Bacteriophages: Genes and Genomes
Transcript of Part 2: Bacteriophages: Genomic insights.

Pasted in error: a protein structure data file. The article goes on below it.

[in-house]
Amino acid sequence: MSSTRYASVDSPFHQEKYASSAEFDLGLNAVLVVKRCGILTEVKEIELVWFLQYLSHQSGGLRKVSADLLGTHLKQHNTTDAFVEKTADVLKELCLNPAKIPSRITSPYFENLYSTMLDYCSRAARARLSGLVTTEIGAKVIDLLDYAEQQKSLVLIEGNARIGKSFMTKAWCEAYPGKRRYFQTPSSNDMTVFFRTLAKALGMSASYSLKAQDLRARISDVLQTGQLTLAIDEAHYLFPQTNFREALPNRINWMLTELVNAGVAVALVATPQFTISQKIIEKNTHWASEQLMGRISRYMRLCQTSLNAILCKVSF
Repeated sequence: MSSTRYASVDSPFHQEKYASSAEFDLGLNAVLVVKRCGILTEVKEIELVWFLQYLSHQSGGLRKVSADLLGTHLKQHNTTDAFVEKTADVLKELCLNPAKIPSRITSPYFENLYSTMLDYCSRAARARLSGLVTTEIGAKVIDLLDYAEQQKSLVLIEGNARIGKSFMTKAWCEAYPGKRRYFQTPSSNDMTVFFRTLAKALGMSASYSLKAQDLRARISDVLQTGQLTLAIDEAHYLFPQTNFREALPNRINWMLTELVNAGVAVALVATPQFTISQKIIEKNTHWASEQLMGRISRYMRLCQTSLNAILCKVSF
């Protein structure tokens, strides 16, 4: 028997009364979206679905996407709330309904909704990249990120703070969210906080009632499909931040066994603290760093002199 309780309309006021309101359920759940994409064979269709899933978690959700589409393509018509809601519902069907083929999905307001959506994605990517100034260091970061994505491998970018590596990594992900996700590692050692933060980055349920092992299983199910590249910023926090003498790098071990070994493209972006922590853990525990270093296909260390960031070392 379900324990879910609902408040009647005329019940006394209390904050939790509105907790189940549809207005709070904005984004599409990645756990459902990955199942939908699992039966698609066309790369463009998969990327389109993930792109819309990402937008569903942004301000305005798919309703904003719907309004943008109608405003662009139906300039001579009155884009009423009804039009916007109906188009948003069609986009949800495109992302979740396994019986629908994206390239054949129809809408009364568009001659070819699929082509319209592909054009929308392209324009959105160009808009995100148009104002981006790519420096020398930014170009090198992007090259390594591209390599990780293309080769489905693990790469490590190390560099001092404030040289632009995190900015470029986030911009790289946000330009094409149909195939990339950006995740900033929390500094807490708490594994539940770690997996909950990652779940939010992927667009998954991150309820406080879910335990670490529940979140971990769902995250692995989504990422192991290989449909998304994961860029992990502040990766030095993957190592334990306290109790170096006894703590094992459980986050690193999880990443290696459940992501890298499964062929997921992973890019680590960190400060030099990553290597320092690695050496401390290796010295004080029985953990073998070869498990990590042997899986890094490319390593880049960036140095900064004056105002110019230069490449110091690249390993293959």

00:00:01.02 Hi. My name is Graham Hatfull. I am a professor at the University of Pittsburgh 00:00:04.15 and a Howard Hughes Medical Institute professor. 00:00:07.03 In part two we are going to talk about some of the insights that we can gain from comparing 00:00:14.02 the genomes of bacteriophages and perhaps learn something about how they are constructed and how they have evolved. 00:00:22.03 In part one we saw some morphologies of bacteriophages, what they look like in the electron microscope, 00:00:32.29 and I showed you some different types of structures 00:00:37.23 that could arguably reflect different ways in which those bacteriophages have evolved. 00:00:44.27 But we have to be very careful about interpreting differences in virion morphology, what the viruses look like, 00:00:53.09 and their evolutionary relationships and how the genomes compare to each other. 00:00:58.09 I've illustrated that in this particular slide 00:01:01.00 where I have shown five examples of bacteriophages. 00:01:05.06 These would all be classified according to their long flexible tails 00:01:10.14 as being members of the Siphoviridae, the Sipho viruses, 00:01:15.03 each with their heads and their tails attached. 00:01:18.18 It might be tempting to look at these and say well they all look very similar to each other, 00:01:25.06 almost indistinguishable, perhaps they all are genetically similar. 00:01:30.11 In fact this is an example where these five share essentially little or no sequence similarity at the genomic level whatsoever. 00:01:40.01 So if we want to understand how genomes have evolved 00:01:44.00 and how they are related to each other from a phylogenetic perspective, 00:01:48.23 we need to go in, isolate the DNA, and sequence those genomes and then compare them. 00:01:54.24 There are various ways in which we can compare the genomic sequences. 00:02:00.22 We can compare them by looking at the similarities of the nucleotide sequences, 00:02:07.26 essentially sequencing the DNA or if it's RNA, the RNA, 00:02:13.05 and then comparing them one to another and seeing what is shared. 00:02:16.08 A second way of doing that would be to look at the genes 00:02:21.09 and comparing them through their predicted amino acid sequence similarities of the proteins that are encoded by those genes. 00:02:28.22 Right here I am showing you an example of what it looks like if we take two bacteriophages 00:02:34.09 and compare their nucleotide sequences. 00:02:37.20 And this particular representation is referred to as a dot plot. 00:02:42.05 And what we have done is to take two bacteriophage genomes, in this case Fruitloop and Boomer, 00:02:49.10 and we have aligned the two sequences, and we are going to slide one next to the other computationally, 00:02:58.03 and ask if there are segments that are similar to each other within a particular window of comparison. 00:03:06.07 And every time we see sequence similarity, a dot is presented on this dot plot. 00:03:12.11 And what you can see here is that 00:03:15.12 there's a rather complex series of relationships reflecting a quasi diagonal line 00:03:25.08 from the top left to the bottom right of this representation. 00:03:29.21 So where you can see a relatively solid line that means that there is a segment of DNA 00:03:35.24 which is substantially similar between the two. 00:03:38.23 Where you fail to see a line, such as in the top left hand corner, is a region where the two genomes 00:03:47.14 appear to be substantially dissimilar. 00:03:50.10 They don't have shared nucleotide sequences. 00:03:52.15 And then there's all sorts of complicated interruptions and shifts in the diagonal line as you look between these. 00:04:02.13 And this tells us an important aspect, a component, of what we see when we compare these types of genomes. 00:04:11.09 And that is, they are not simply completely similar from end to end or completely dissimilar from end to end. 00:04:18.20 But quite commonly we see these interrupted portions 00:04:22.22 where different segments of the genomes are related to each other in different ways 00:04:27.20 as though different parts of the genome have different evolutionary histories, 00:04:33.13 different ways of arriving in the genomes as we see them in Fruitloop and Boomer today. 00:04:40.14 So from this type of analysis and looking at a number of bacteriophage genomes, 00:04:47.08 we can see the following general conclusions. 00:04:51.15 First of all, the DNA that is isolated from these particular virions, these double stranded DNA virus types, 00:05:01.12 that the genomes are linear. So they have a left end and a right end. 00:05:08.23 They tend to form predominantly two types of groups that we can see when we look at the linear genomes. 00:05:17.06 There are those that have defined ends. 00:05:20.03 That means that if you isolate the molecules from a million particles 00:05:25.10 of a particular phage type, each of the million DNA molecules that you get out 00:05:30.08 have the same left and right ends. In other cases that is not true. 00:05:35.26 The DNAs have the same overall genetic constitution, 00:05:41.14 but the specific physical ends of the left and the right can be positioned in different places. 00:05:47.27 And therefore they are referred to as being circularly permuted. 00:05:52.18 They are not circular. They are linear, 00:05:54.21 but they represent different positions of the ends relative to the genetic information. 00:06:01.28 Often these viruses also contain terminal redundancies, 00:06:06.22 which means that one segment of the genome is duplicated at both ends. 00:06:11.19 And so these two major types of genomes that you see either have defined ends 00:06:17.27 or terminally redundant and circularly permuted ends 00:06:20.24 and there are other viruses that have different variations on these themes. 00:06:25.22 The sizes of bacteriophage genomes varies enormously. 00:06:31.05 There are those that are as small as perhaps 5000 bases, and there are those that are as large as 500 kilobases, 00:06:39.02 which is quite amazing when you think that 500 kilobases 00:06:44.22 is about the same size of the smaller of the free living bacterial genomes. 00:06:50.14 And so there are examples of viruses that are the same size genomically 00:06:55.00 and have the same or more genes as small bacterial genomes. 00:07:00.15 The phage genomes tend to be densely packed with genes. 00:07:05.19 And so most of the DNA is encoding genes. 00:07:10.16 And as I mentioned before in this section, the phages infecting bacteria from different genera 00:07:17.05 tend to be unrelated at the DNA level. 00:07:21.13 So this slide shows an example of what we see when we take a DNA sequence of a particular phage, 00:07:34.00 in this case it is a phage called Giles, 00:07:36.26 And we use computational approaches and a bioinformatic strategy to identify 00:07:44.07 the protein coding genes that are present within the virus. 00:07:49.02 And so the genome is largely filled with protein coding genes, 00:07:54.22 and they are shown here by these boxes, either colored or in white. 00:08:00.21 The genome is represented by what looks like this railroad track here 00:08:05.24 which has markers every kilobase and every 100 bases. 00:08:10.21 And the genome for Giles is linear with defined ends, 00:08:14.27 and so in this representation it begins in top left hand corner and goes to the bottom right hand corner, 00:08:22.14 and each of the genes are shown in these boxes represented either above or below the DNA. 00:08:30.00 Genes that are shown above the DNA are transcribed in the rightwards direction, 00:08:36.03 coming this way, and those that are shown below such as a couple or three genes in the top left hand corner 00:08:44.23 are transcribed in the leftwards direction. 00:08:47.19 So those are the standards that we use for presenting the genes 00:08:52.25 and illustrating the direction that they are transcribed 00:08:56.17 relative to the overall genome structure. 00:08:59.19 You can see here from these genes that they are densely packed into this particular genome. 00:09:06.10 There's few non-coding spaces between the genes. 00:09:10.19 They essentially represent 95% or more of the genetic information that's available. 00:09:19.12 In this particular representation we have colored the genes in such a way 00:09:26.12 as to reflect the relationships that some of these genes share with genes that you find in other bacteriophages. 00:09:34.27 The genes that are shown in white, and you can see some across the top here, 00:09:40.02 are simply genes for which we don't have any other close relatives in any of the databases. 00:09:46.03 And this illustrates the point that phages such as this can be replete with genes 00:09:52.11 that are not closely related to known genes 00:09:55.24 and for which we have rather little idea as to what they do. 00:09:59.04 I mentioned that when we compare the nucleotide sequences of phages we can see that it looks as though the parts 00:10:12.01 have evolved differently to each other. 00:10:15.00 And this leads to the idea that phage genomes are characteristically mosaic. 00:10:21.09 They are constructed architecturally from segments which have been put together in a particular way. 00:10:29.01 Modules if you like. And that each of these modules is in effect mobile 00:10:35.08 or can move around the population of bacteriophages 00:10:38.28 such that you can find it in more than one or perhaps several different genomic contexts. 00:10:45.27 And this slide illustrates how this might look when you see mosaicism 00:10:52.15 at the level of nucleotide sequence comparisons. 00:10:56.00 So this is showing a small segment of three phage genomes. 00:11:01.19 The one at the top, PG1. Rosebush in the middle, and Qyrzula towards the bottom. 00:11:08.17 You can see the genome represented by the markers in the railroad tracks for each of these. 00:11:14.19 The genes that are encoded are shown by the color boxes with their gene names inside the boxes, 00:11:19.11 and where these genomes contain and share nucleotide sequence similarity 00:11:25.04 there is a color coded area shading between the two such as you can see here. 00:11:32.01 Now Rosebush and Qyrzula have very evident and strong nucleotide sequence similarity 00:11:39.22 both in the left part here and over here in the right part as well. 00:11:44.09 PG1 and Rosebush and Qyrzula have no sequence similarity that is evident by this comparison, 00:11:53.22 in this example, because there is no color shading over on this left part. 00:11:58.29 Nonetheless, in this middle segment things are different. 00:12:04.23 There appears to be very little sequence similarity between Rosebush and Qyrzula 00:12:10.16 because there is no shading in that area, 00:12:15.22 however, when we compare PG1 and Rosebush we can see that in this central segment right here 00:12:22.22 that there is indeed a purple color shading that reflects strong sequence similarity 00:12:29.17 between these two genomes, PG1 and Rosebush, in this center portion. 00:12:35.04 So this is really important because it illustrates an example where the different segments of these genomes 00:12:42.09 particularly Rosebush appear to have had different evolutionary histories. 00:12:47.09 They've come from different places. 00:12:49.14 This segment that's in the middle of Rosebush clearly did not come from the same place as Qyrzula 00:12:55.02 It appears to have come from a common ancestor which had more in common in this region with PG1. 00:13:02.15 So this is a good example of mosaicism, a key architectural feature of bacteriophage genomes. 00:13:08.26 When you look at the nucleotide sequence level you can see precisely where these types of events occur- 00:13:18.27 at the boundaries that must reflect where recombination occurred to give you this exchange of information. 00:13:26.08 And in this particular slide I am showing the detailed information of two genomes. 00:13:33.28 The one at the top here you can see the sequences, 00:13:36.27 and in blue the amino acid sequences of the predicted genes in that region. 00:13:41.18 In the bottom you can see a second genome that we are comparing. 00:13:46.00 And this red shading over on the right hand side is 00:13:50.28 simply reflecting a segment where these genomes are closely related. 00:13:54.22 The nucleotide sequences, the DNAs are extremely similar if not identical in this red part, 00:14:03.09 but over here, they are completely different. They are completely dissimilar. 00:14:08.07 And so the key point that you can see from this type of comparison that this module boundary, this junction 00:14:15.20 between the red and the white parts where recombination must have happened, 00:14:21.13 this module boundary, corresponds precisely to the boundaries of the genes. 00:14:27.16 It is this boundary which is where this gene starts up here, and its comparable gene begins down here. 00:14:38.04 These genes to the left are very different, and to the right they are identical. 00:14:42.23 So the module boundary, or the recombinant joint which must have brought these together 00:14:48.15 coincides with the gene boundaries themselves. 00:14:52.25 And this is a common and important observation and it helps us to think about how mosaicism can be generated. 00:15:01.14 And there are two fundamental models. 00:15:03.05 The first is that recombination happens at targeted, short, conserved boundary sequences. 00:15:13.06 The idea that there are some short conserved segments of sequences, 00:15:17.00 perhaps a dozen or a couple of dozen nucleotides in length 00:15:19.23 which corresponds to those boundary regions. 00:15:23.05 And that homologous recombination perhaps encoded by host enzymes 00:15:26.26 catalyzes exchange at that region in order to promote recombination 00:15:32.15 at places where genes themselves in their entirety get exchanged. 00:15:36.22 There are some examples of that that have been reported in the literature. 00:15:41.29 So this is certainly an event that can happen. 00:15:45.05 We think however that it is more likely that much of the mosaicism that you see 00:15:51.02 because it is this pervasive feature throughout phage genomes 00:15:55.07 can occur by an alternative mechanism which is by illegitimate recombination 00:15:59.19 at what are essentially randomly chosen sequences. 00:16:04.04 In other words, that even though we see a close correspondence 00:16:08.08 between the point of recombination and the gene boundaries, 00:16:12.03 this does not result by this model from targeted exchange at that point. 00:16:19.03 Rather that the exchange positions are random 00:16:22.28 and the reason why that correspondence occurs is because of 00:16:26.12 selection for gene function for those genes that can actually work. 00:16:32.03 And so this just illustrates the different types of examples of recombination. 00:16:39.08 In the top panel one could imagine the targeted recombination, targeted homologous recombination, 00:16:45.03 could occur at these short black segments. Short segments of DNA that are conserved at gene boundaries 00:16:53.28 in order to give you these exchange events in these recombinants. 00:16:57.08 This middle panel here shows an example of illegitimate recombination 00:17:02.06 where recombination has essentially happened anywhere. 00:17:05.20 It has happened between sequences that are not related to each other. 00:17:09.02 And you get whatever gobbledygook may arise from just a random exchange in the process. 00:17:15.15 And at the bottom here I want to emphasize that we do expect recombination to occur between shared sequences 00:17:25.04 such as whole genes that are shared. 00:17:27.01 Homologous recombination of this sort always happens, 00:17:31.19 and it gives you new combinations of flanking genes, 00:17:34.28 such as A now joined together with C. 00:17:38.03 Ok. So homologous recombination is always going to play a role in reassorting 00:17:43.07 the types of genes that can be present in the modules. 00:17:47.03 But homologous recombination of this general type does not generate new recombinant boundaries, 00:17:55.18 new module boundaries unless it is in this targeted approach. 00:18:00.27 So as I mentioned we think that whereas there are a small number of examples 00:18:06.26 that would support the exchange of boundary sequences 00:18:11.02 By far the majority of the boundaries that we see when we compare phage genomes 00:18:16.13 show no evidence of such boundary sequences, lending support to the idea that illegitimate recombination 00:18:23.27 is playing a key role. But there are some really important consequences 00:18:28.26 that we have to think about as a model for illegitimate recombination in this process. 00:18:33.16 First of all, illegitimate recombination, recombination between sequences 00:18:38.15 that don't share anything or very little in common, 00:18:41.11 is likely to happen at rather low frequencies. 00:18:45.02 It is going to occur at random positions, for the most part, 00:18:49.26 and that when you put together two pieces of DNA randomly, 00:18:55.00 for the most part it is just going to generate genomic garbage. 00:18:59.17 Material which may not have a genome of the appropriate length, 00:19:04.24 and will have lost some genes and is liable to be non-functional. 00:19:11.03 So in its essence we can think of it as a rather disruptive or destructive type of process. 00:19:19.21 And one can imagine that if this was going to play an important role, 00:19:24.24 that you would probably need multiple low frequency events in order to actually generate survivors, 00:19:34.07 the phoenix that can rise from the ashes with a full complement 00:19:37.04 of functional sequences that can function as a virus. 00:19:41.27 If sequences are going to recombine randomly with each other 00:19:49.07 then there is no necessity to think of these events as being predominantly involving two phage genomes. 00:19:58.12 The bacterial chromosome is about a hundred times the size of an average bacteriophage genome, 00:20:03.22 and therefore there is going to be a strong propensity or at least an opportunity 00:20:08.05 for the phage genome to recombine with the bacterial chromosome. 00:20:13.21 The process we can think of as being one that is infrequent and yet extremely creative. 00:20:22.08 This is the way in which you can take pieces of DNA 00:20:26.08 and put them together in a way in which has perhaps never been seen before in nature. 00:20:32.10 That's a way of making new genes, or perhaps putting domains together in novel combinations, 00:20:40.06 and generating new types of functions which perhaps have not been seen in nature before. 00:20:47.08 And so this fits in very much with our model as described by Darwin for the process of the origin of species, 00:20:58.09 where we can think of the variation being generated by these illegitimate recombination events 00:21:05.26 and then natural selection working on what is essentially this garbage 00:21:11.14 in order to select from that those components that work. 00:21:16.15 Even though we would think of this as being a very low frequency event, 00:21:21.25 requiring infrequent recombination events and multiple numbers of them, it is nonetheless it is creative. 00:21:30.27 And as we saw previously, that phages have likely to have been evolving for many, many years 00:21:40.19 in a very dynamic population very successfully. 00:21:44.26 So this will give us these recombinant joints. 00:21:49.09 These recombinant joints once they are formed are likely to be stably maintained. 00:21:53.07 There's no mechanism necessarily for undoing them and therefore 00:21:57.14 these survive as we see today as the fossilized relics of recombination events 00:22:02.29 that probably happened many of hundreds of millions or even billions of years ago. 00:22:08.27 And thinking about the mechanisms by which this might happen, 00:22:12.00 it's been shown that many bacteriophages encode recombinase enzymes 00:22:19.25 which have the capability to recombine genomes at least at very short sequences 00:22:26.23 that don't have to be completely identical to themselves. 00:22:32.00 raising the interesting possibility that bacteriophages actually encode their own machinery 00:22:36.20 that can facilitate this type of recombination, 00:22:40.27 and indeed the generation of the mosaic genomes as we see them. 00:22:44.10 Looking at bacteriophages that are very different in their sequences 00:22:53.03 is quite limited to each other and this shows us that if we really want to learn more 00:23:00.14 about the details about how mosaicism is created and how it works, 00:23:04.29 we really have to think about, and very carefully, about what types of genomes we want to compare with each other. 00:23:12.04 And we will see an example of that in part three. 00:23:15.09 So we can conclude then from this genomic comparison of phages 00:23:24.14 we can conclude that phage genomes are architecturally mosaic. 00:23:28.15 That mosaicism is fueled by this process of illegitimate recombination. 00:23:32.27 And that genome segments can eventually be reassorted by homologous recombination 00:23:39.13 once new joints between new genes are generated to form that mosaicism. 00:23:45.09 In part three, we'll look at a rather particular case 00:23:49.14 of the detailed analysis of bacteriophages that infect one particular common host 00:23:54.27 where all those bacteriophages can be argued 00:23:58.00 to be potentially in genetic communication with each other, 00:24:01.21 and we can therefore explore what they look like 00:24:04.06 and the insights that they can give us in bacteriophage evolution.